So why am I, a climate scientist, talking about values? Well, I am trying to figure out how climate science can better support decision making on these issues. The path that we have been on, the sustainable one, is vested in the IPCC with its reliance on global climate models, determinations of climate sensitivity to CO2 and rationalizing emissions stabilization targets. In my opinion, we reached the point of diminishing returns from this path about a decade ago. Particularly with regards to global climate models, the hope was that these could be used for projections of regional climate change; this hope has not been realized, and is arguably unrealizable from the current development path for climate models.
There is untapped capability for climate science to have a big impact in the other 3 columns. Consider survivability. Tactical adaptation is a phrase that I’ve coined to describe the use of weather/climate forecasts on timescales of weeks to season to save lives and property from extreme weather and to support cropping and agriculture decisions.
In the resilience and thrivability columns, in addition to tactical adaptation, there is also a need for more sophisticated analyses of the statistics of extreme events and identification of possible worst case scenarios, which require much longer data records.
All of the academic research and most of the government funding goes to science in the sustainability column. Most of the effort in the other columns comes from the private sector, NGOs and development banks. Is this a good use of government funding and the intellectual horsepower of academic scientists? In my opinion, it is NOT.
The final points I want to make is related to the different decision-analytic framework associated with each of these columns. In the sustainability column, related to carbon mitigation, we are faced with conditions of deep uncertainty. The precautionary principle has guided policy making, although no regrets and robust decision making are also decision making strategies for conditions of deep uncertainty. The sustainable column frames both the problem and the solution as irreducibly global.
In the other columns, the problems and solutions are local to regional. Some of these problems can be carved out as tame problems, where everyone can agree on both the problem and the solution. Particularly for tactical adaptation, you can make use of probability forecasts on timescales of days to seasons, and ensemble forecast systems can be used for extreme event scenarios. Decadal scenarios can support infrastructure decisions.
My summary point is that framing the problems in different ways supports the identification of more tractable problems and solutions.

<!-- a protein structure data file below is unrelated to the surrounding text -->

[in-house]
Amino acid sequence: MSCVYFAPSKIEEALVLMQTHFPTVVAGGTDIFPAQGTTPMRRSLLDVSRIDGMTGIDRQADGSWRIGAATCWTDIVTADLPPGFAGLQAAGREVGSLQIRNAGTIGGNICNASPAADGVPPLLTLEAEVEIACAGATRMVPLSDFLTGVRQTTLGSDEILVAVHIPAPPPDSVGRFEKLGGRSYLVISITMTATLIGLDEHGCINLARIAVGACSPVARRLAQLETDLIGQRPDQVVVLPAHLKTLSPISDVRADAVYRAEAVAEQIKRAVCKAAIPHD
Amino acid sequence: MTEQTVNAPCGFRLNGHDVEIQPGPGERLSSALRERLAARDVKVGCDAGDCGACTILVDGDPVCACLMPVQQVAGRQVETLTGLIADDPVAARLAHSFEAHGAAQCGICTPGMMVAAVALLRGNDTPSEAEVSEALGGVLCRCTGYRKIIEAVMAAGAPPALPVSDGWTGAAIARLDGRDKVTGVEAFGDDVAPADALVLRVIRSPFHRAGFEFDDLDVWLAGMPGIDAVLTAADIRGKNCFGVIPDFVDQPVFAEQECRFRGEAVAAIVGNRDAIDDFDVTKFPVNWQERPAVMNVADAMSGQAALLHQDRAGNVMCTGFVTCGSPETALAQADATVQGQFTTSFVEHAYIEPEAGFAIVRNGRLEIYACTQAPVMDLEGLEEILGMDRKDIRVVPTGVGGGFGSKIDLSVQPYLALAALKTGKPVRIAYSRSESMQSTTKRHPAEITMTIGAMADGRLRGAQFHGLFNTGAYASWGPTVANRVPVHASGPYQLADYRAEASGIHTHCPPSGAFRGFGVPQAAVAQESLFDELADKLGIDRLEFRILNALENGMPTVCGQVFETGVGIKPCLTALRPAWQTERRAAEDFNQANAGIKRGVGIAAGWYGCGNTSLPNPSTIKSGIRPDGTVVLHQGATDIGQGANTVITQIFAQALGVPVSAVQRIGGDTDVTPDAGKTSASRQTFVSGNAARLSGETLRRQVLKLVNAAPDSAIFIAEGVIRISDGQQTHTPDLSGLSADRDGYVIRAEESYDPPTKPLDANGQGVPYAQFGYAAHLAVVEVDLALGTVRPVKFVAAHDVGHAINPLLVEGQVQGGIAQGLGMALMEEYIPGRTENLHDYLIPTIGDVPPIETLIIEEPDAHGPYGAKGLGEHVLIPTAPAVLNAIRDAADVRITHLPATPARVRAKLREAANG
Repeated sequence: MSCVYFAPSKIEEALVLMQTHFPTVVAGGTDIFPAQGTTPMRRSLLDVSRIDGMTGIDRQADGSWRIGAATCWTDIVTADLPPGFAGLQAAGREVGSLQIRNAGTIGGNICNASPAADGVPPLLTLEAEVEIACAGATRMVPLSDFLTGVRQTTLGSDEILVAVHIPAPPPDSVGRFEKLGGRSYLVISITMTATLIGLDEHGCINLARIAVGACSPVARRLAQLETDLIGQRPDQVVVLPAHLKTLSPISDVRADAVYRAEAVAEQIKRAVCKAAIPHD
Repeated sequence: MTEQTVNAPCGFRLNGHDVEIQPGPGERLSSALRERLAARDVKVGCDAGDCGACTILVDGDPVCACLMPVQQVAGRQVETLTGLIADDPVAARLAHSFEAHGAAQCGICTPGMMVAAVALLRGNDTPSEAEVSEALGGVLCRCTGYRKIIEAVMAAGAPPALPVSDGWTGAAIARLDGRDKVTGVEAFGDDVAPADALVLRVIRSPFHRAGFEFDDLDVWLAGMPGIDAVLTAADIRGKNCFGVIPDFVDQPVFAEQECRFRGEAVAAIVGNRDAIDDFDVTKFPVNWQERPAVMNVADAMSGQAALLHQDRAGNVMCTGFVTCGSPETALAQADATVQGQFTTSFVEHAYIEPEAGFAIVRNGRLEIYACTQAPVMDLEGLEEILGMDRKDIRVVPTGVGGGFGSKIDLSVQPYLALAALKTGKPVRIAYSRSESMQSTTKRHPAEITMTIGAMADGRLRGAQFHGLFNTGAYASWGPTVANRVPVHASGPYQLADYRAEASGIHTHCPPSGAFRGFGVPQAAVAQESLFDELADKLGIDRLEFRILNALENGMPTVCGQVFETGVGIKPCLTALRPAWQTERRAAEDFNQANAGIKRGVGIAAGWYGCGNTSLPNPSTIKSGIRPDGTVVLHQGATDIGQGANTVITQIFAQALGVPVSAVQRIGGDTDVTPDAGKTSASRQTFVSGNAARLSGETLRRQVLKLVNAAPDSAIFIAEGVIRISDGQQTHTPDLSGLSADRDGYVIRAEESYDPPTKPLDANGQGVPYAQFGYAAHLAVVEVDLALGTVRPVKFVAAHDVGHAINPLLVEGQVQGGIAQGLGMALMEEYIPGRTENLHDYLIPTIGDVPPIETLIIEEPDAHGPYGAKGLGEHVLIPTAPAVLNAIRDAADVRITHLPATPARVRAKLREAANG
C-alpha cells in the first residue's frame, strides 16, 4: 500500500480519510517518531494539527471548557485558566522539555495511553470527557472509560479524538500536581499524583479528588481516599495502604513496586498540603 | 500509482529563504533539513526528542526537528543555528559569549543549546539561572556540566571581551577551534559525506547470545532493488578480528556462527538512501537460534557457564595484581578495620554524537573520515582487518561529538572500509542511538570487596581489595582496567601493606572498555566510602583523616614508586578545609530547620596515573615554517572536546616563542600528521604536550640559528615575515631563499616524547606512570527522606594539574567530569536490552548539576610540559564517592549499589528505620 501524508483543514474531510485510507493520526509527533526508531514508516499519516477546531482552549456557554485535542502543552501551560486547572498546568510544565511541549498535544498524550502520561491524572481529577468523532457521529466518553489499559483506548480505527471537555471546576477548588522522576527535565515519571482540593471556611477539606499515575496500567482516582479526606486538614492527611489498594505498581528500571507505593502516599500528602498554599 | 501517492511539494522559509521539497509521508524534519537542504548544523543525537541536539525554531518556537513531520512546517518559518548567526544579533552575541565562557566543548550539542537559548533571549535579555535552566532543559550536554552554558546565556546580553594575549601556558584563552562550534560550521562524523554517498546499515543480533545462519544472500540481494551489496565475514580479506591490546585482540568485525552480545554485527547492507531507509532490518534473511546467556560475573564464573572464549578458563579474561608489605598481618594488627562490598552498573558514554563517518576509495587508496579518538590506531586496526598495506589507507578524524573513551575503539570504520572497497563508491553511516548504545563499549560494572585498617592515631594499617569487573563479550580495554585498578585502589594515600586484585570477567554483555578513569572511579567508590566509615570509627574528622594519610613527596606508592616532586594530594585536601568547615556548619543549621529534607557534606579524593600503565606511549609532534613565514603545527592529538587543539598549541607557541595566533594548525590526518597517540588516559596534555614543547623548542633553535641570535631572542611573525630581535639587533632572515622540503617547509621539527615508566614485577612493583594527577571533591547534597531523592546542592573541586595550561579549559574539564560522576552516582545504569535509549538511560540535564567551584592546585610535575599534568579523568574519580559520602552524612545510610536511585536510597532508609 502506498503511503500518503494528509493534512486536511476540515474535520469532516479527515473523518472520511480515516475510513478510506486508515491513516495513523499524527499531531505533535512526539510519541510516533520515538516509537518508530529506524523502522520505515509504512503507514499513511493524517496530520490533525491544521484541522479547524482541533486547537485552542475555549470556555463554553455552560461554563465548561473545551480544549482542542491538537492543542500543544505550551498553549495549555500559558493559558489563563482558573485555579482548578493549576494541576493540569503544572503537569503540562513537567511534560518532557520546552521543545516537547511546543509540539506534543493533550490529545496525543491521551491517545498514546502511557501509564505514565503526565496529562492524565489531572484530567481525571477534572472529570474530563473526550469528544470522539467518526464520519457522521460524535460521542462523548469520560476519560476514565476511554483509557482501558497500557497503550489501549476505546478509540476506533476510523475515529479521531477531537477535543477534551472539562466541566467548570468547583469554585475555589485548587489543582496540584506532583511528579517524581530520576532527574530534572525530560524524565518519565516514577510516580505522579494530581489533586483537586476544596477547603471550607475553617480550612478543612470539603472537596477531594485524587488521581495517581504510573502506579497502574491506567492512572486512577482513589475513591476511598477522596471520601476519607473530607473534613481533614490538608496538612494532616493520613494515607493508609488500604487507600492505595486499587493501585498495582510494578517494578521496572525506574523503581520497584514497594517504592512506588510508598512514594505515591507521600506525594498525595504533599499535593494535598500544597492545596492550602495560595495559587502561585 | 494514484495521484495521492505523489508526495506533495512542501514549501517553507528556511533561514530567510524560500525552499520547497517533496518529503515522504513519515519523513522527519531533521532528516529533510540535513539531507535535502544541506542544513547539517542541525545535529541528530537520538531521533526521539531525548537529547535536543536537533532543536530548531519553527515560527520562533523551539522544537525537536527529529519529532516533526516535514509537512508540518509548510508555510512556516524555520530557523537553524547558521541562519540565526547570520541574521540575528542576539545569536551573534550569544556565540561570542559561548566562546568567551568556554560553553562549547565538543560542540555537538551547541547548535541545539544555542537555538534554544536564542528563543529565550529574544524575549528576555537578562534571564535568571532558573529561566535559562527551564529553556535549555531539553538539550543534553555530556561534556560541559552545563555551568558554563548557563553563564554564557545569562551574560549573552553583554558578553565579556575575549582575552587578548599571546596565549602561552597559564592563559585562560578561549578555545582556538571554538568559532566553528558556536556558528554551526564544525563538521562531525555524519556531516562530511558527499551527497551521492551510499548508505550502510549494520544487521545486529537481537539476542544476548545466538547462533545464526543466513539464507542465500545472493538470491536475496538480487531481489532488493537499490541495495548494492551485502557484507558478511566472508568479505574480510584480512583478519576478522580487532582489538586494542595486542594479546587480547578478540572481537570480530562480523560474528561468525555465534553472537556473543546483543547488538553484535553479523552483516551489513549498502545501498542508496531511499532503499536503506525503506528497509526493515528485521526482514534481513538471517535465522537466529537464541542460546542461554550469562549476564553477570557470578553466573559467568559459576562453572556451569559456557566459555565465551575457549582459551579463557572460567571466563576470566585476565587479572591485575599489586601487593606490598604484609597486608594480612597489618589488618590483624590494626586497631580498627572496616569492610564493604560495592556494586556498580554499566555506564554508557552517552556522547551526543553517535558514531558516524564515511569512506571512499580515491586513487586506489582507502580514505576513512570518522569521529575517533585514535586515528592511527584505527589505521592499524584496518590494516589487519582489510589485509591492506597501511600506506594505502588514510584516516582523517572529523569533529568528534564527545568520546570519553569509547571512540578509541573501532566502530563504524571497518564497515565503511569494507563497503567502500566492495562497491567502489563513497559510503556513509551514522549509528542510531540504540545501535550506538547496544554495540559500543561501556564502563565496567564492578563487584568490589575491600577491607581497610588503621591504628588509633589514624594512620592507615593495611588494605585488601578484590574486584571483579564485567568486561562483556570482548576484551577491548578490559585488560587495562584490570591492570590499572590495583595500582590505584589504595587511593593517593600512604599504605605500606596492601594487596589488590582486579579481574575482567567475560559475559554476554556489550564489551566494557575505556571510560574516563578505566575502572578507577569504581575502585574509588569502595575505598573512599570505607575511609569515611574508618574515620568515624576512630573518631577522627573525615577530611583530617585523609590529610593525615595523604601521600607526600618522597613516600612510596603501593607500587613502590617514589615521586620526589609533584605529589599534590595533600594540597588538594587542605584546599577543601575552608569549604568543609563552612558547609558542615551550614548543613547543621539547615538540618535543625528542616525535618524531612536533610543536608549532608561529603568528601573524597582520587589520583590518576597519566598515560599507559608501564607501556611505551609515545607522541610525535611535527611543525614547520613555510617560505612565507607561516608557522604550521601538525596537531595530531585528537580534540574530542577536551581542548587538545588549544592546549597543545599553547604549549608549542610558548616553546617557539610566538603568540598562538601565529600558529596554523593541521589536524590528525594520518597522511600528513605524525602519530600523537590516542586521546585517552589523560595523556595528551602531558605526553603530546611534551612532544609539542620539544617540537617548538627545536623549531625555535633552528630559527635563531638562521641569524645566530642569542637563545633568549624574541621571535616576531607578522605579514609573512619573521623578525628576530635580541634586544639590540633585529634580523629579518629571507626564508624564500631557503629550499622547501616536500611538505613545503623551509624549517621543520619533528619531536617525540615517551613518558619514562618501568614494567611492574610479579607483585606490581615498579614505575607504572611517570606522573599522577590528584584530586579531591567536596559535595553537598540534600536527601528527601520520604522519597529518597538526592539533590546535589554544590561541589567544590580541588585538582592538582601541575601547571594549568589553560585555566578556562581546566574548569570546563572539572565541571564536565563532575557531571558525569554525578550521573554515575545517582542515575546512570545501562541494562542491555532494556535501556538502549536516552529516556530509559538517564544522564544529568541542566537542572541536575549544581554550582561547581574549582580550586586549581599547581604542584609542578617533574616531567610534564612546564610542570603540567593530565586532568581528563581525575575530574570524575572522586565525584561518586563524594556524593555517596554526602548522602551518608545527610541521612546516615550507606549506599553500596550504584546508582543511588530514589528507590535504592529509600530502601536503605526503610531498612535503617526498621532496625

Thinking about the problems in new ways, and trying to accommodate different values, can lead to solutions that have greater political viability. For example, at the intersection of sustainability and resilience, you can identify robust strategies that have multiple benefits with little downside.
The challenges of climate change related to survivability can benefit from thrivability thinking, particularly some strategies suggested by anti-fragility strategies, whereby you learn and grow from adversity. Some of these strategies include economic development, reducing the downside from volatility, developing a range of options, tinkering with small experiments, and developing and testing transformative ideas.
In summary I hope I have provoked you into thinking about the climate problem as a very complex one, that can be characterized as a wicked mess.
JC note: For background on sustainability-resilience-thrivability, see my previous posts:
This was a really nice event, and I greatly appreciate the effort that the Marshall Institute put into organizing this. There were about 80 people in the audience, which included people from the federal government (US Govt Accountability Office, U.S. Treasury Dept, congressional staffers, US Dept of Energy Federal Reserve, U.S. Dept of State), World Bank, industry, the media, a few from universities, and think tank/advocacy groups. I definitely intend to follow up on contacts with several of these individuals.
The questions and discussion were quite good, coming from a broad spectrum of perspectives. Marc Morano has written up a summary that includes some of the discussion [link], although I’m a bit puzzled by the headline.
This whole issue is heating up, with the forthcoming UN meeting in New York.